FRESNO, Calif. (CN) - Public agencies in California that contract with the state for water can expect more water than last year, but the drought remains dire for farmers who are barely hanging onto their crops.
The 29 public agencies that contract for water with California through the State Water Project can expect 15 percent of their requested deliveries - up from the 10 percent allocation predicted by the Department of Water Resources at the end of 2014.
Last year at the same time, the DWR reduced its initial allocation to contractors from 5 percent to zero - the first such allocation in the 54-year history of the State Water Project. Thanks to storms in February and March, managers were allowed to increase the allocation back to 5 percent.
Kern County Water Agency, which serves most of the agricultural customers of the project, is expecting 150,000 acre-feet of water from the state this year, up from the 50,000 acre-feet the agency received last year.
An acre-foot is enough water to cover an acre 1 foot deep. It's roughly the amount an average family uses in a year.
"That's 100,000 acre-feet more than last year. But to put it into perspective, if you used all of it for delivery for farms, you're probably looking at enough water to irrigate 20,000 acres of farmland. We have probably have something on the order of 600,000 acres that receive some amount of State Water Project supplies," Curtis Creel, assistant manager of Kern County Water Agency, told Courthouse News.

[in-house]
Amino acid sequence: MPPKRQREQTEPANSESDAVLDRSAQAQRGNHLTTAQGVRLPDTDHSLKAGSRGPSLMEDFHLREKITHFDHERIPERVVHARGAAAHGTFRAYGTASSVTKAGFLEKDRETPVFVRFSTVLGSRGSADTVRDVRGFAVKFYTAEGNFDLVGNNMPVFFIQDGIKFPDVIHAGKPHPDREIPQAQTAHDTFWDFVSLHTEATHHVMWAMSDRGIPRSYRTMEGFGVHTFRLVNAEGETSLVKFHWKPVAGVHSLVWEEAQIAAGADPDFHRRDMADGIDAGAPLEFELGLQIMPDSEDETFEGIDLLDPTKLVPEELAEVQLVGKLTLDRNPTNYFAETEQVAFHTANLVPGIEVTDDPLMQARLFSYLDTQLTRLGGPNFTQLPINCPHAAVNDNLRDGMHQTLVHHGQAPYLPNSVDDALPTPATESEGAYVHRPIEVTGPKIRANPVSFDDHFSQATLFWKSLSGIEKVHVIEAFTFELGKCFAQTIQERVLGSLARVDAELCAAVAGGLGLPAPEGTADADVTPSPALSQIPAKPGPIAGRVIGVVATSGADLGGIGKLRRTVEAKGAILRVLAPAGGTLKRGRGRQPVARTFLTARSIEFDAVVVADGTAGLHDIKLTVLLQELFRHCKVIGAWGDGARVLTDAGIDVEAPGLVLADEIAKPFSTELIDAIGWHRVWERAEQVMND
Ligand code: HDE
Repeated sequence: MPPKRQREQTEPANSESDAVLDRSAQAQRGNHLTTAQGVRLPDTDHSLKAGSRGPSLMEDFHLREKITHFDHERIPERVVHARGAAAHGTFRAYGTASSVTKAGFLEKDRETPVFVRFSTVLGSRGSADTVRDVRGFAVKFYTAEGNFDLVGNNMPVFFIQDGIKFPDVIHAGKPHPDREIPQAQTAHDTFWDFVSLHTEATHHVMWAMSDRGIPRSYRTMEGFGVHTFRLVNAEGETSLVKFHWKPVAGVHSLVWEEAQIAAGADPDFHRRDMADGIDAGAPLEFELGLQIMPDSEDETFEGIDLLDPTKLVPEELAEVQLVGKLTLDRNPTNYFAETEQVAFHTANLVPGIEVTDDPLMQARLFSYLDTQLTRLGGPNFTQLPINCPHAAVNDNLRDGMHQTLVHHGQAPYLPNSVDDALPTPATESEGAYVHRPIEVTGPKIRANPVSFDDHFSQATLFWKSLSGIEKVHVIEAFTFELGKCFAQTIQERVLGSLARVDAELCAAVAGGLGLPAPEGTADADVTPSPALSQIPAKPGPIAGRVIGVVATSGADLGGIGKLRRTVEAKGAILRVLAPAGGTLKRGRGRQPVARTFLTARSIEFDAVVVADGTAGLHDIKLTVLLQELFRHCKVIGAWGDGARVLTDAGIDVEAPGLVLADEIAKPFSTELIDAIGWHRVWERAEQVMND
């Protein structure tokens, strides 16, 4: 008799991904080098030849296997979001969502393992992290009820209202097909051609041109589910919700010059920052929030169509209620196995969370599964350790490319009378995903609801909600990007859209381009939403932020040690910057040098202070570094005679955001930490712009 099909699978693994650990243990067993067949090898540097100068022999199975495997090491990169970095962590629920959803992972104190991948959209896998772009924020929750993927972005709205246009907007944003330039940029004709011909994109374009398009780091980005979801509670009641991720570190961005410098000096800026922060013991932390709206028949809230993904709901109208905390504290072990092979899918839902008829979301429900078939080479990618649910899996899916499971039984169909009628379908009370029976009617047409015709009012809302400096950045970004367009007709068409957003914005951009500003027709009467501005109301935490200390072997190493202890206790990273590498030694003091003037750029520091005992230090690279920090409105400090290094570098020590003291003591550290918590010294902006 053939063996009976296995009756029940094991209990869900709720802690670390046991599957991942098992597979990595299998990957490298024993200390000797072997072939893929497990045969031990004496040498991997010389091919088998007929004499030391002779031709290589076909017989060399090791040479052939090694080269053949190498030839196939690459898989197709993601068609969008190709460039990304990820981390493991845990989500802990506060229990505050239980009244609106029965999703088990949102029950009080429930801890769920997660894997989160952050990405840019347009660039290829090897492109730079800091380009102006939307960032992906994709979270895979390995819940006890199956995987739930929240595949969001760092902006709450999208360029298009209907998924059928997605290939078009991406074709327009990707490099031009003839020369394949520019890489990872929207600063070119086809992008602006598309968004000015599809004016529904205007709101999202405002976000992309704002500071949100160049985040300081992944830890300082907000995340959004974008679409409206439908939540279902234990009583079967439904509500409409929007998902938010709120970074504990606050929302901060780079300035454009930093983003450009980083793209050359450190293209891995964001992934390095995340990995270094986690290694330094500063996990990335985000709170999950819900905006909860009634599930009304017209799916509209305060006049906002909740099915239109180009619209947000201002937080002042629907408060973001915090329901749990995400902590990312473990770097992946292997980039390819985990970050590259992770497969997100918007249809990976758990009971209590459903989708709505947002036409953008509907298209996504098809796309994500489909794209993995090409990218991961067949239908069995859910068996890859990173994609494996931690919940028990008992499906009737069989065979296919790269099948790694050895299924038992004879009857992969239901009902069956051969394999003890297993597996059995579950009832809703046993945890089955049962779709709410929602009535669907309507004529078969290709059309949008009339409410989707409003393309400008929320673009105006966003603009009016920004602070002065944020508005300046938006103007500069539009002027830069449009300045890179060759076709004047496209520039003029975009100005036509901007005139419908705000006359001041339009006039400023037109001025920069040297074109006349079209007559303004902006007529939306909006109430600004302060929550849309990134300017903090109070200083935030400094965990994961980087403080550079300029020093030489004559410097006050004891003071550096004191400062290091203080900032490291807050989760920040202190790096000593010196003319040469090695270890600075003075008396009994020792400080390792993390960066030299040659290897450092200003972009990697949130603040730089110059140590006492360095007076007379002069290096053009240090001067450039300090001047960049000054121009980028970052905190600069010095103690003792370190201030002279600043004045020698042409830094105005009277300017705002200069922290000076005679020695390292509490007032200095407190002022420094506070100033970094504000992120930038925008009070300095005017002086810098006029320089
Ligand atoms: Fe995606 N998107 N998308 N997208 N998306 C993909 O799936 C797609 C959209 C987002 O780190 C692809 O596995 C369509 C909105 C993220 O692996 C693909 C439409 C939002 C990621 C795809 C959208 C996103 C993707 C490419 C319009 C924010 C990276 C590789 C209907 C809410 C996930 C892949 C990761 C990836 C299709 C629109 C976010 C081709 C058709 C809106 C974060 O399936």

"It's not a trivial amount of water. It's a big difference from last year from the standpoint of direct supplies. But as you can see, it's not nearly enough to meet the needs of the county," Creel said.
Not all of the water the agency receives goes to farmland. About 10 percent of it is for industry and municipal needs, Creel said.
No matter how much water is delivered, State Water Project contractors are required to pay for 100 percent of the amount of water included in their contracts.
"It is hard to ignore the fact that we are only receiving a portion of the water we are paying for," Kern County Water Agency Board of Directors President Ted Page said in a statement.
"Kern County's water reserves have been severely diminished due to dry conditions and regulatory restrictions imposed on water flowing through the Sacramento-San Joaquin Delta to areas throughout California. We are hopeful the allocations will continue to improve during the remainder of the water year," Page said.
Under wetter conditions in past years, the 29 state contractors received more water from the project. In 2013, the final allocation was 35 percent of requested water amounts. In 2012, it was 65 percent, and in 2011, it was 80 percent, according to the Department of Water Resources.
"If we can get up to the neighborhood of an 80 percent allocation, generally we're in pretty good shape. That means that some of the districts would actually be able to put a little bit of water into the ground to store for another dry year," Creel said.
This year, however, farmers are still in "water crisis mode," which means they have to find ways to reduce demand or find additional supplies of water, Creel said.